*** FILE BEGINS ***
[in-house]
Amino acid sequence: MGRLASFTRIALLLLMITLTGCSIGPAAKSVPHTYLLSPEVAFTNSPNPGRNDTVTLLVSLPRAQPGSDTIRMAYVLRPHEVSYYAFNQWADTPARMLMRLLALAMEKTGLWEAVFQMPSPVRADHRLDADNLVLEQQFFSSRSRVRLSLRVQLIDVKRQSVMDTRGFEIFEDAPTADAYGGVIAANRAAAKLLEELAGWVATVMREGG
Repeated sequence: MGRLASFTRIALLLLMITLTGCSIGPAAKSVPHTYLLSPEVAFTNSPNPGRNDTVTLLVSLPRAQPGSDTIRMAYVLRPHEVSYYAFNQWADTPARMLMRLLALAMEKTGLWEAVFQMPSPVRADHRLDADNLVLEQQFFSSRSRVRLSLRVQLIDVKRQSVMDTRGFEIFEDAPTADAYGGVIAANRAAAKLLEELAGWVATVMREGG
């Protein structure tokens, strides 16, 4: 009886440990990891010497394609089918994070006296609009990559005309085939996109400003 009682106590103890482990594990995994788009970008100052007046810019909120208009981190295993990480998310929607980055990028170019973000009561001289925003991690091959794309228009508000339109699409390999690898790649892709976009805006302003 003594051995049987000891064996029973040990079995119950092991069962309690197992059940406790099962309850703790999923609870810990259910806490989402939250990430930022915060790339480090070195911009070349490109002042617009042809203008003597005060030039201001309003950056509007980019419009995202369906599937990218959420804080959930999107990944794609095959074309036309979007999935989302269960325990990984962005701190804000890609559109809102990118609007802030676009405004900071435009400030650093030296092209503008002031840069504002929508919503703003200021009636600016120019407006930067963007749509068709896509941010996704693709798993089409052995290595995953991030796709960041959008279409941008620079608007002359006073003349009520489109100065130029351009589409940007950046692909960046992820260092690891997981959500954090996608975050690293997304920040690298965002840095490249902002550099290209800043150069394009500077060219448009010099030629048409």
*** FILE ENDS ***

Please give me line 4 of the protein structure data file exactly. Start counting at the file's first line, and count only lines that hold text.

């Protein structure tokens, strides 16, 4: 009886440990990891010497394609089918994070006296609009990559005309085939996109400003 009682106590103890482990594990995994788009970008100052007046810019909120208009981190295993990480998310929607980055990028170019973000009561001289925003991690091959794309228009508000339109699409390999690898790649892709976009805006302003 003594051995049987000891064996029973040990079995119950092991069962309690197992059940406790099962309850703790999923609870810990259910806490989402939250990430930022915060790339480090070195911009070349490109002042617009042809203008003597005060030039201001309003950056509007980019419009995202369906599937990218959420804080959930999107990944794609095959074309036309979007999935989302269960325990990984962005701190804000890609559109809102990118609007802030676009405004900071435009400030650093030296092209503008002031840069504002929508919503703003200021009636600016120019407006930067963007749509068709896509941010996704693709798993089409052995290595995953991030796709960041959008279409941008620079608007002359006073003349009520489109100065130029351009589409940007950046692909960046992820260092690891997981959500954090996608975050690293997304920040690298965002840095490249902002550099290209800043150069394009500077060219448009010099030629048409």